Contrary to popular belief, nonprofit organizations can and do face costly legal claims. Many nonprofits operate on a tight budget, which means just one lawsuit could result in significant financial damage. Liability insurance is available for nonprofit organizations to protect against claims resulting from injuries or damage to people and/or property.
What Is General Liability Insurance for Nonprofits?
General liability insurance (GLI) is an essential component of any comprehensive insurance plan. A GLI plan covers claims against a nonprofit organization that stem from bodily injury or property damage incidents. General liability insurance can help cover attorney fees and medical expenses for which a nonprofit may be held legally responsible. A general liability insurance policy does not generally cover automobile accidents, employee injuries, punitive damages, intentional acts, workmanship or professional mistakes.
Nonprofits often work directly with the public, which means that these businesses are exposed to certain risks. It is important for nonprofit organizations to possess liability policies that are flexible enough to cover independent contractors, volunteers and medical professionals that may work with the organization. This includes organizations in all business sectors, such as mental health facilities, arts and cultural organizations, historical societies, special needs schools, professional organizations, counseling centers, community health clinics, and foundations and fundraising organizations.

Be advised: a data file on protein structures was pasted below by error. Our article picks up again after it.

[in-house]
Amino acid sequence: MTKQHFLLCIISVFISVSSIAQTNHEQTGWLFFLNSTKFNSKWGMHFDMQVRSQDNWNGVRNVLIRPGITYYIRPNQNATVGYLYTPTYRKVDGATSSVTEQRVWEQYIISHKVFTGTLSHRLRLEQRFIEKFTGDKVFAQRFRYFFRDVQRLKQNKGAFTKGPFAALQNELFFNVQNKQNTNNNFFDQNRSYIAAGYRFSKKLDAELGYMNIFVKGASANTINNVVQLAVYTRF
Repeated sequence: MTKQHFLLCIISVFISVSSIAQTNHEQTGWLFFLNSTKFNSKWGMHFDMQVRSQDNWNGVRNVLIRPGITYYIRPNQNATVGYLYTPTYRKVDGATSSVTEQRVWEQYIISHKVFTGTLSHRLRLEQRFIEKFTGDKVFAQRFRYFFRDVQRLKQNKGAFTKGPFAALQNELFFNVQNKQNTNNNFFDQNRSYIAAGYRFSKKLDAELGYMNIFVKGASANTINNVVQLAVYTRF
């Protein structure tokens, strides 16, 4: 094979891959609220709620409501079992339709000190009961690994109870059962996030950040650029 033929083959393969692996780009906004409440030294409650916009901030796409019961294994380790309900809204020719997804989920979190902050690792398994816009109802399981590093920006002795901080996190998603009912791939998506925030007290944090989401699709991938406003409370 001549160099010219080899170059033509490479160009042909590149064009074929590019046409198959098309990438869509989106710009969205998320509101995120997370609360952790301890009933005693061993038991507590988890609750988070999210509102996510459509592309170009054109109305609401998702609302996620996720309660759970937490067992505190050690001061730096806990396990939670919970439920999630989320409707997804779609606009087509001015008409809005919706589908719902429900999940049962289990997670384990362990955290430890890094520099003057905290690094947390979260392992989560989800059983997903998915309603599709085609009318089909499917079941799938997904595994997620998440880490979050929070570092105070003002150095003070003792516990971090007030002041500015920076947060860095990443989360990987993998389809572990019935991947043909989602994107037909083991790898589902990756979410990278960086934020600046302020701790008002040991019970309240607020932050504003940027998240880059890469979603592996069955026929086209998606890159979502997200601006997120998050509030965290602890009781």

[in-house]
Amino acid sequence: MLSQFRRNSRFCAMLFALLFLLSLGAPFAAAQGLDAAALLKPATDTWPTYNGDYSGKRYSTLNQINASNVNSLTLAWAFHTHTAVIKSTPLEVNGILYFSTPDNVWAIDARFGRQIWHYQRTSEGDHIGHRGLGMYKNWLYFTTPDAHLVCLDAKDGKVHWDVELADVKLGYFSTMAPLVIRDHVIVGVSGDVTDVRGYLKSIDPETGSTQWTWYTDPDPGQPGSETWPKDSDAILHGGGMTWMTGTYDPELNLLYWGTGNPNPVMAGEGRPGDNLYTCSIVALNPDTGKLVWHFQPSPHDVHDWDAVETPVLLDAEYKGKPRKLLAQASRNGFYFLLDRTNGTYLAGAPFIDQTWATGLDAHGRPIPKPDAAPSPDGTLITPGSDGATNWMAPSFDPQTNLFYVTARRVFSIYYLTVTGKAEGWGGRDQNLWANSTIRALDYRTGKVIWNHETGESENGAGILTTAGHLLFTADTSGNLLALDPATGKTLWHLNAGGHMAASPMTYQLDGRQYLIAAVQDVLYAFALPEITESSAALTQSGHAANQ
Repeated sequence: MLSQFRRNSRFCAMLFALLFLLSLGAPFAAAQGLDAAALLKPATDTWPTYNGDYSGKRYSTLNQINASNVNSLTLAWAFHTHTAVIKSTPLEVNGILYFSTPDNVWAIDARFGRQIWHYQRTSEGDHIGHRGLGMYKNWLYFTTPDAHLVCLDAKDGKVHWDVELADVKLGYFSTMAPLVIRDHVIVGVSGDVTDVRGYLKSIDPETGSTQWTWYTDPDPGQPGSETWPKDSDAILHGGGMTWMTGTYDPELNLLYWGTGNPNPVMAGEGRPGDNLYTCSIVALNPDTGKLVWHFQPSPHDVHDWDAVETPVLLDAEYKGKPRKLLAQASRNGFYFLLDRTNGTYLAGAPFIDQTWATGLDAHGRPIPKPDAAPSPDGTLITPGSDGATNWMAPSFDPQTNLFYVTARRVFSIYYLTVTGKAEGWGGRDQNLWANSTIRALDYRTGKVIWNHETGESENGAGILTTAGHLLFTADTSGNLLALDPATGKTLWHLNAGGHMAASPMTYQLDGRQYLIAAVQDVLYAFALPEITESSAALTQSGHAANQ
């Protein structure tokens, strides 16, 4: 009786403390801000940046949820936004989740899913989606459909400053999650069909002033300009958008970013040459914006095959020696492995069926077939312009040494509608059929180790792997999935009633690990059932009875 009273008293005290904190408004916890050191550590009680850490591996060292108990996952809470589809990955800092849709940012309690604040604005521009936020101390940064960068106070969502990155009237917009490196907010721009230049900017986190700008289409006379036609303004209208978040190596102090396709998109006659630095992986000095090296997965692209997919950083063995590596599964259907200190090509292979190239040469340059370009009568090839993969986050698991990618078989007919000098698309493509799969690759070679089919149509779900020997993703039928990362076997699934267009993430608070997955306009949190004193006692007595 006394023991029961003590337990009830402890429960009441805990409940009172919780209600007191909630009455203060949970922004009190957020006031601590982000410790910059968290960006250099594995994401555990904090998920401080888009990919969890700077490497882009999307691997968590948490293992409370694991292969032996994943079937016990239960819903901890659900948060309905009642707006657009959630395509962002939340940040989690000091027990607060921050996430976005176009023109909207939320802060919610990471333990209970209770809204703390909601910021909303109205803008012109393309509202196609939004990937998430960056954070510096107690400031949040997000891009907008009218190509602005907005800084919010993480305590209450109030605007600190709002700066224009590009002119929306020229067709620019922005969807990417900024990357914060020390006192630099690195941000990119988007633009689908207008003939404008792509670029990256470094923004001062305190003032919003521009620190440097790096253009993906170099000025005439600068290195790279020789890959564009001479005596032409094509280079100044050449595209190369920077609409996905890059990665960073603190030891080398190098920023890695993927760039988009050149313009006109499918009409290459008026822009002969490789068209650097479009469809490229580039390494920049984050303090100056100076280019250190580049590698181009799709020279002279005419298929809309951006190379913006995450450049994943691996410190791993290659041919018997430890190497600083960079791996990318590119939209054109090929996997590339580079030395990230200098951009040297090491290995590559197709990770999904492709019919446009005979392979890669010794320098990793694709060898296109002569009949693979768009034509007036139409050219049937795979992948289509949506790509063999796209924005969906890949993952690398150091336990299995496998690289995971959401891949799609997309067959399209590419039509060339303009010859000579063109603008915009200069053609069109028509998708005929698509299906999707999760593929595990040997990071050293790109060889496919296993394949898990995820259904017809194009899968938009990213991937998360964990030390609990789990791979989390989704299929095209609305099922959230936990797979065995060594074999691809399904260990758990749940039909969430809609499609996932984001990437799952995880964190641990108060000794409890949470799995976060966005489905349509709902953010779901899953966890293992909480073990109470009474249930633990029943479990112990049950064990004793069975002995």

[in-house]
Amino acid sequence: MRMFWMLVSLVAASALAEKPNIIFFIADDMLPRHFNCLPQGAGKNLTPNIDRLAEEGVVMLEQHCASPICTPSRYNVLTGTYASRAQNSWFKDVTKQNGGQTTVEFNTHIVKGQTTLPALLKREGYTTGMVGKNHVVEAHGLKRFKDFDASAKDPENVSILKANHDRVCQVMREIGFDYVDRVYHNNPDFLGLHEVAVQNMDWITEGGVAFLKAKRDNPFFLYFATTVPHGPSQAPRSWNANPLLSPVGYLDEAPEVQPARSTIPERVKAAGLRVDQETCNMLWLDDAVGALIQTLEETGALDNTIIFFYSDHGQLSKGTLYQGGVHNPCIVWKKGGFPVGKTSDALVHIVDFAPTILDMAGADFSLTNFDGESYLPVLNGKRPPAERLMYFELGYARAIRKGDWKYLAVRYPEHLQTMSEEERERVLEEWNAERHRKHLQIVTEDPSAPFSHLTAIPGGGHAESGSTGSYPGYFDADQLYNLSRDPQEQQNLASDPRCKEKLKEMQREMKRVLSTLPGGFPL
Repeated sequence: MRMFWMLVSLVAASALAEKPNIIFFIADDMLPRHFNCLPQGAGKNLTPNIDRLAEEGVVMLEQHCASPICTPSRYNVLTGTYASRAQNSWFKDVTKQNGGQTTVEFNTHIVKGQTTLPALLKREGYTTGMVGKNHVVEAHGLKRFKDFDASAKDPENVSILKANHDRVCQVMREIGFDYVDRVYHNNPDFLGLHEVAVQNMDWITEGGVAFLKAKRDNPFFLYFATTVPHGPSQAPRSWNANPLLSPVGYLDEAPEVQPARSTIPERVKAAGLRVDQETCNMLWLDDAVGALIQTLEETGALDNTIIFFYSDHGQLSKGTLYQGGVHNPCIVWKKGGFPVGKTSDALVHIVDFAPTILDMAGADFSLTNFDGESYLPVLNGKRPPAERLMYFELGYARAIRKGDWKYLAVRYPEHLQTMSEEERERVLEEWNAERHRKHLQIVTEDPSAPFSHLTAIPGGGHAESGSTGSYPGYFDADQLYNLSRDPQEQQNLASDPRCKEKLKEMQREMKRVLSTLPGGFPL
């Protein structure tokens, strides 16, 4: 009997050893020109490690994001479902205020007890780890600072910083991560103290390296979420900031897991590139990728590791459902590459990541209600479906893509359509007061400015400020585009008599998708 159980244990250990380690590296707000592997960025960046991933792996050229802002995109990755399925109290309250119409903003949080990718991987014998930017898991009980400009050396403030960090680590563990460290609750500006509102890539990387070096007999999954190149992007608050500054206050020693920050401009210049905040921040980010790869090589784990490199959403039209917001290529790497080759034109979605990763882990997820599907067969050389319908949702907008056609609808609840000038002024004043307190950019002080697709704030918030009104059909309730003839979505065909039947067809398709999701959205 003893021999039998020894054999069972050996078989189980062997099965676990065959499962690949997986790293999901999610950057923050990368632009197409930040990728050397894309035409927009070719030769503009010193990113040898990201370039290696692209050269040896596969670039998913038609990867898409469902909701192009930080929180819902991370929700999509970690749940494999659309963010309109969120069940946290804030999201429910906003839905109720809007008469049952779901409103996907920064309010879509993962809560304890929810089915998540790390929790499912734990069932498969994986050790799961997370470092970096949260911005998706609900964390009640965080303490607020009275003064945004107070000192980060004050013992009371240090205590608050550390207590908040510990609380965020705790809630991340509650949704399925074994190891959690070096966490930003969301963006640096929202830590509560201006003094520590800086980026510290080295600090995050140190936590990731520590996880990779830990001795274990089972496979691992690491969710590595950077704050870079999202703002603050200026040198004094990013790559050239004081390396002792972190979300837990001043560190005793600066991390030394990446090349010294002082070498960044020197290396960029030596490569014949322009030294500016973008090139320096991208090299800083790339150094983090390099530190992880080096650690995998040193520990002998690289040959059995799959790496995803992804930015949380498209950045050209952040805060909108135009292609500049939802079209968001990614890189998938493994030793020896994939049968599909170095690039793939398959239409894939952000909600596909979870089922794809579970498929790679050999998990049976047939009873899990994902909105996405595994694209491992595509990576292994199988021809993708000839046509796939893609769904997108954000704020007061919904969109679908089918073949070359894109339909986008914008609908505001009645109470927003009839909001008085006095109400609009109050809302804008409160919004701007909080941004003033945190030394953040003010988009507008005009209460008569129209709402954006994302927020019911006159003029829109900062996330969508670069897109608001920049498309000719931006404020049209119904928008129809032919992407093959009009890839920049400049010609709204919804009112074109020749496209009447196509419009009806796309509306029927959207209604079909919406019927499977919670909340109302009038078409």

It just takes one misunderstanding or oversight to trigger a serious liability lawsuit. Nonprofit organizations that engage in vocational training, counseling or other types of instruction are especially vulnerable to professional liability exposure. The right liability insurance policies can help mitigate risk.
What Types of Coverage Does It Provide?
While no two general liability insurance policies are exactly alike, most cover similar types of claims. A standard GLI policy typically covers claims of:
- Bodily Injury — This includes any personal injuries the nonprofit allegedly caused, such as injuries due to a customer slip and fall accident.
- Property Damage — This includes any property damage the nonprofit allegedly caused, such as a broken window in a customer’s home caused by a volunteer.
- Reputational Harm — This includes words or actions taken by the nonprofit that negatively impacts another business.
- Advertising Injury — This includes the defamation of another business that results in harm to their company.
- Copyright Infringement — The use of work belonging to another person or business, without their permission.
Third-Party Personal Injury
A person who suffers an injury due to another party’s actions has the legal right to sue for compensation. Third-party personal injuries occur when a person or entity is injured due to the negligence of another person or entity such as, if a customer trips and falls at a counseling center or a potential adopter is bitten by a dog at an animal shelter. If the injured person decides to sue, the nonprofit could be held liable for any attorney fees or medical expenses that result from the claim. In these instances, GLI would cover attorney’s fees, medical bills, court-ordered judgments or settlements.
Customer Property Damage